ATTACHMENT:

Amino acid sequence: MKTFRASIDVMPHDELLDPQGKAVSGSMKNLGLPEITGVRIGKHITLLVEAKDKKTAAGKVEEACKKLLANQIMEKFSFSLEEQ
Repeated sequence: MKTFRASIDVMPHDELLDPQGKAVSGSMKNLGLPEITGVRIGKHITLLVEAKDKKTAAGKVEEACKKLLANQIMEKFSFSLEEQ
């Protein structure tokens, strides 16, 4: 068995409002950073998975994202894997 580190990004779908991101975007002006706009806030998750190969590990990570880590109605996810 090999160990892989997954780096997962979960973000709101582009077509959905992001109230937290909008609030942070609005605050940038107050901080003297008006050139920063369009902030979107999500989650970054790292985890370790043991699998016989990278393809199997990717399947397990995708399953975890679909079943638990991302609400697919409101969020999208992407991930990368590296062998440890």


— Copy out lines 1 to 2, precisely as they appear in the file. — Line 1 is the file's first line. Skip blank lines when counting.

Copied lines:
Amino acid sequence: MKTFRASIDVMPHDELLDPQGKAVSGSMKNLGLPEITGVRIGKHITLLVEAKDKKTAAGKVEEACKKLLANQIMEKFSFSLEEQ
Repeated sequence: MKTFRASIDVMPHDELLDPQGKAVSGSMKNLGLPEITGVRIGKHITLLVEAKDKKTAAGKVEEACKKLLANQIMEKFSFSLEEQ